21. Both the dispatcher and the ‘suicide’ bomber dehumanize their victims. They are able to be heartless and without human emotion towards the victims. http:///

  22. 15 year-old Jalal • A ‘suicide’ bomber, 15 year-old Jalal, said: *" My classmate recruited me to be a 'shahid', for which he was paid, and he gave me $20… *'shahids' are for God, I wanted to kill many Jews and take revenge. * I would have sold my parents and the whole world for the Garden of Eden. * Mostly I thought about my mother on my way to the attack. http:///

  23. To be a 'shahid' or not to be… http:///

  24. those who commit or encourage these attacks do not associate these acts with suicide – heroic acts of martyrdom a. suicide associated with hopelessness and depression desire to end intense & unbearable psychological pain family and loved ones attempt to discourage b. martyrdom by contrast is associated with hopefulness about afterlife rewards in paradise and feelings of heroic sacrifice; others who care for the actor see the pending act as heroic family & loved ones typically support the behavior if the event occurs the family is honored http:///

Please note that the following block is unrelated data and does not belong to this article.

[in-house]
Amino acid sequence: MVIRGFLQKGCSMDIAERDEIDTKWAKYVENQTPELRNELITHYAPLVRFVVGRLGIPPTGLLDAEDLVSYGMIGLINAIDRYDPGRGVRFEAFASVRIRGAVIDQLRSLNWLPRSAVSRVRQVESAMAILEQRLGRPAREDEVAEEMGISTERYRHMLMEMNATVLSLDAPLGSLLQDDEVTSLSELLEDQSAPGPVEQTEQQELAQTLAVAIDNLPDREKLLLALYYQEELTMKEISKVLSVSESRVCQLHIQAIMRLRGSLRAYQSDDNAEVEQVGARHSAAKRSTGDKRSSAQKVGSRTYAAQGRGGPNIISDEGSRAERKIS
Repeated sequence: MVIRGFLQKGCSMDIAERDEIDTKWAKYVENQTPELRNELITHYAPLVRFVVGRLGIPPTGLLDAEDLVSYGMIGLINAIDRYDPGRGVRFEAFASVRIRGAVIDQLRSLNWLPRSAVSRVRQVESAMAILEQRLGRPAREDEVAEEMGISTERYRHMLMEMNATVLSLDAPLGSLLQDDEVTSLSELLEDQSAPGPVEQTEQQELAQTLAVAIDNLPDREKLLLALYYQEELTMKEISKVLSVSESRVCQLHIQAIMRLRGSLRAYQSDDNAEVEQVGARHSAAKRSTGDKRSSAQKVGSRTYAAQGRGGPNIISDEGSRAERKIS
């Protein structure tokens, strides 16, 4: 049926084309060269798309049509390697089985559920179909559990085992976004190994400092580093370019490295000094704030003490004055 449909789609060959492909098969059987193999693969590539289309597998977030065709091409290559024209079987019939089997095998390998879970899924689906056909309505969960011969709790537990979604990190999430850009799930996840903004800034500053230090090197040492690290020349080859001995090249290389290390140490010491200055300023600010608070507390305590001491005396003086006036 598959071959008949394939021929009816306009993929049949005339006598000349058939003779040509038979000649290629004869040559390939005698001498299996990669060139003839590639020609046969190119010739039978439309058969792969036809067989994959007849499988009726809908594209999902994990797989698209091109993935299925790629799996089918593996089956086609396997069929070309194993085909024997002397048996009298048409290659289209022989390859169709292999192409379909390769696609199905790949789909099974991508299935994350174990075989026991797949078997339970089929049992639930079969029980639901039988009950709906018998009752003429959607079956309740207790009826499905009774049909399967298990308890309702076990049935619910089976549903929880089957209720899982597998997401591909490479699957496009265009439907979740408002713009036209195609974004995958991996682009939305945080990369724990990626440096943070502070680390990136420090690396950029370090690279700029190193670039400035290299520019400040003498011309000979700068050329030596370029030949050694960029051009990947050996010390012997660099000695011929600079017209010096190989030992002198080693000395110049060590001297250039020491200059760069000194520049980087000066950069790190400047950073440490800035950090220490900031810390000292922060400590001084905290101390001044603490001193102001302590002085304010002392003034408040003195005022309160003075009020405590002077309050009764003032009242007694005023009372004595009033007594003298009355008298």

25. http:///

  26. conflicts exist over establishing the Caliphate that will unite dar al Islam, but his actions also may insert him into the Caliphate power struggle: • Statement broadcast by bin Laden in Qatar on October 7, 2001 – referred specifically to 80 years of humiliation of Islam, apparently dated the period of humiliation to 1921, the dissolution of the Ottoman Empire, and the establishment of Britain’s Palestine Mandate that provided for a Jewish homeland http:///

  27. (As suggested by Thomas L. Friedman NY Times OP-ED) (11-16-2005) “First they 'suicide' bombed the Jews, and I didn’t speak up because I wasn’t a Jew. Then they came for the Crusaders, and I didn’t speak up because I wasn’t a Crusader.   Then they came for the Shi'a, and I didn’t speak up because I was a Sunni. Then they came for me, and by that time there was no one left to speak up for me.” - Rev. Martin Niemöller paraphrased http:///

  28. Bali Amman http:///